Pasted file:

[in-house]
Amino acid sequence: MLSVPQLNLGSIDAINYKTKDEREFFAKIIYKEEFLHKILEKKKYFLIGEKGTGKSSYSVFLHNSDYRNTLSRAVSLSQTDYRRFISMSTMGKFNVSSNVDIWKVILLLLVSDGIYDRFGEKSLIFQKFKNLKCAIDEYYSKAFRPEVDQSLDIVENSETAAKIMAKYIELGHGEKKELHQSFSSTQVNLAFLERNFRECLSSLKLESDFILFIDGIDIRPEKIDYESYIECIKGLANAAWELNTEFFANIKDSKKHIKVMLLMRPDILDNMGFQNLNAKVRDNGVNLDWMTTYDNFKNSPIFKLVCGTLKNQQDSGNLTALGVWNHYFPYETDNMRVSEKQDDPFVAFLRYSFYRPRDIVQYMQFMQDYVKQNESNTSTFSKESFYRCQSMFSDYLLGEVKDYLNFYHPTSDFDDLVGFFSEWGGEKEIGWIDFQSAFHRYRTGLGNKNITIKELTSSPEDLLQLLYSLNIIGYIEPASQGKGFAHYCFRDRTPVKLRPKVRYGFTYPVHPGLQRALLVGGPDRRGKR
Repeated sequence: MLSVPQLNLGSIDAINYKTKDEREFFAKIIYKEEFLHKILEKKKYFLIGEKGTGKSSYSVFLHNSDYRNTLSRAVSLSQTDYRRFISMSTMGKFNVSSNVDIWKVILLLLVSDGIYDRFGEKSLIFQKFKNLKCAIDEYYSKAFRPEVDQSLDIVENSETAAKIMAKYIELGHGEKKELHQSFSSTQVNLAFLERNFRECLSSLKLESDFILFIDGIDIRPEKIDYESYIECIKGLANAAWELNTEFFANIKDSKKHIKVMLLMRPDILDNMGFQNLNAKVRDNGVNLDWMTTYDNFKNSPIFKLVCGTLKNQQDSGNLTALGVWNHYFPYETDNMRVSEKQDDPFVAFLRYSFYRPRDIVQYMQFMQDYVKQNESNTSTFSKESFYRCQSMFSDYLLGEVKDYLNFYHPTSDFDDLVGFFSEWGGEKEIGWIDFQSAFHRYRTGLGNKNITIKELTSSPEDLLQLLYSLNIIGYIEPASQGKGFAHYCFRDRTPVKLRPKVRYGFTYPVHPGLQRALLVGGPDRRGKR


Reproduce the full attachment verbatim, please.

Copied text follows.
[in-house]
Amino acid sequence: MLSVPQLNLGSIDAINYKTKDEREFFAKIIYKEEFLHKILEKKKYFLIGEKGTGKSSYSVFLHNSDYRNTLSRAVSLSQTDYRRFISMSTMGKFNVSSNVDIWKVILLLLVSDGIYDRFGEKSLIFQKFKNLKCAIDEYYSKAFRPEVDQSLDIVENSETAAKIMAKYIELGHGEKKELHQSFSSTQVNLAFLERNFRECLSSLKLESDFILFIDGIDIRPEKIDYESYIECIKGLANAAWELNTEFFANIKDSKKHIKVMLLMRPDILDNMGFQNLNAKVRDNGVNLDWMTTYDNFKNSPIFKLVCGTLKNQQDSGNLTALGVWNHYFPYETDNMRVSEKQDDPFVAFLRYSFYRPRDIVQYMQFMQDYVKQNESNTSTFSKESFYRCQSMFSDYLLGEVKDYLNFYHPTSDFDDLVGFFSEWGGEKEIGWIDFQSAFHRYRTGLGNKNITIKELTSSPEDLLQLLYSLNIIGYIEPASQGKGFAHYCFRDRTPVKLRPKVRYGFTYPVHPGLQRALLVGGPDRRGKR
Repeated sequence: MLSVPQLNLGSIDAINYKTKDEREFFAKIIYKEEFLHKILEKKKYFLIGEKGTGKSSYSVFLHNSDYRNTLSRAVSLSQTDYRRFISMSTMGKFNVSSNVDIWKVILLLLVSDGIYDRFGEKSLIFQKFKNLKCAIDEYYSKAFRPEVDQSLDIVENSETAAKIMAKYIELGHGEKKELHQSFSSTQVNLAFLERNFRECLSSLKLESDFILFIDGIDIRPEKIDYESYIECIKGLANAAWELNTEFFANIKDSKKHIKVMLLMRPDILDNMGFQNLNAKVRDNGVNLDWMTTYDNFKNSPIFKLVCGTLKNQQDSGNLTALGVWNHYFPYETDNMRVSEKQDDPFVAFLRYSFYRPRDIVQYMQFMQDYVKQNESNTSTFSKESFYRCQSMFSDYLLGEVKDYLNFYHPTSDFDDLVGFFSEWGGEKEIGWIDFQSAFHRYRTGLGNKNITIKELTSSPEDLLQLLYSLNIIGYIEPASQGKGFAHYCFRDRTPVKLRPKVRYGFTYPVHPGLQRALLVGGPDRRGKR